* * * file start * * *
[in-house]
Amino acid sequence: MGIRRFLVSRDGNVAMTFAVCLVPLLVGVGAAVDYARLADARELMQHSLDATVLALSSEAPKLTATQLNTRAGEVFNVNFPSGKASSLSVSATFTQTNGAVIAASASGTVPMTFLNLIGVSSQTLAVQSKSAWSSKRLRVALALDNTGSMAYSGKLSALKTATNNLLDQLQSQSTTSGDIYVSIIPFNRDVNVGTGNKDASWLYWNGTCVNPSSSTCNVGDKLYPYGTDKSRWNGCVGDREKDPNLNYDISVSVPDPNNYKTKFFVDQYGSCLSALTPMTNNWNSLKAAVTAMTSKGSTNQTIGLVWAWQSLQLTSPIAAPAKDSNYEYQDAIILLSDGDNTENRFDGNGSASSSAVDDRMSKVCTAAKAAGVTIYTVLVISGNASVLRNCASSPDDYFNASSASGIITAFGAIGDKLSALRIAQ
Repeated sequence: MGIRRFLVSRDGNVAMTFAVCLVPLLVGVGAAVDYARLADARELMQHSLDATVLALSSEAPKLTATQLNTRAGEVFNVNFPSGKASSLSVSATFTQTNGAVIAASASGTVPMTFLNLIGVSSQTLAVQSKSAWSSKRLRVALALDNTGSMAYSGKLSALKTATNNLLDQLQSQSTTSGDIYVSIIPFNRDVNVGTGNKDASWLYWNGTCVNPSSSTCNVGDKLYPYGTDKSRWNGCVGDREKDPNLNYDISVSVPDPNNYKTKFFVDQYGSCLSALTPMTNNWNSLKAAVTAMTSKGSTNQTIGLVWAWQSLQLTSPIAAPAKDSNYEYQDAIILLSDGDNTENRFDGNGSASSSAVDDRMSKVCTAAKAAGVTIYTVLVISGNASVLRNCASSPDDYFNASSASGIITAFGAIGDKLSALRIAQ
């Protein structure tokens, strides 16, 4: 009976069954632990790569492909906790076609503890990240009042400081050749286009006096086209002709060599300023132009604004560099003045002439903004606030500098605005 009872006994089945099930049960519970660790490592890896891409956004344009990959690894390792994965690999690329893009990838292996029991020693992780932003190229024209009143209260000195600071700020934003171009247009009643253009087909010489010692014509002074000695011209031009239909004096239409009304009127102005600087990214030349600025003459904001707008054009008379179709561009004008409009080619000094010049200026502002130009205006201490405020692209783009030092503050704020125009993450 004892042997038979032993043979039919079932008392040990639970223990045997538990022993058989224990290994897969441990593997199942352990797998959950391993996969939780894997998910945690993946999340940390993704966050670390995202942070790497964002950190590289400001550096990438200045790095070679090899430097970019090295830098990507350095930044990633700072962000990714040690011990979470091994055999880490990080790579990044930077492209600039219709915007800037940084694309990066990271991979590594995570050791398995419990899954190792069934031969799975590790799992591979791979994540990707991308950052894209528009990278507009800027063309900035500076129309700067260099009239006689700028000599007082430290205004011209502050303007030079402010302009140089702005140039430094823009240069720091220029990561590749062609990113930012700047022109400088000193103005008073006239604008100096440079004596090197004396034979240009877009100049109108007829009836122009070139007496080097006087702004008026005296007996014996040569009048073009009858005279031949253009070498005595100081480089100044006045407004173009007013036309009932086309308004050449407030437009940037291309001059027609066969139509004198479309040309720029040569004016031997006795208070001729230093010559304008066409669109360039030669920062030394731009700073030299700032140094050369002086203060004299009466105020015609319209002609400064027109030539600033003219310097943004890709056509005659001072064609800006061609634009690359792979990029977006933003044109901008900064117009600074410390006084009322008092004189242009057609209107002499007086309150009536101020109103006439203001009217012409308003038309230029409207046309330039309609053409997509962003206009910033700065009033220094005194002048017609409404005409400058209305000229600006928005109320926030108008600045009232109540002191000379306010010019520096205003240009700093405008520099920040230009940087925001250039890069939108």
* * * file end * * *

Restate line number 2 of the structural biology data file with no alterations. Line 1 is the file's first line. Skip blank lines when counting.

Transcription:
Amino acid sequence: MGIRRFLVSRDGNVAMTFAVCLVPLLVGVGAAVDYARLADARELMQHSLDATVLALSSEAPKLTATQLNTRAGEVFNVNFPSGKASSLSVSATFTQTNGAVIAASASGTVPMTFLNLIGVSSQTLAVQSKSAWSSKRLRVALALDNTGSMAYSGKLSALKTATNNLLDQLQSQSTTSGDIYVSIIPFNRDVNVGTGNKDASWLYWNGTCVNPSSSTCNVGDKLYPYGTDKSRWNGCVGDREKDPNLNYDISVSVPDPNNYKTKFFVDQYGSCLSALTPMTNNWNSLKAAVTAMTSKGSTNQTIGLVWAWQSLQLTSPIAAPAKDSNYEYQDAIILLSDGDNTENRFDGNGSASSSAVDDRMSKVCTAAKAAGVTIYTVLVISGNASVLRNCASSPDDYFNASSASGIITAFGAIGDKLSALRIAQ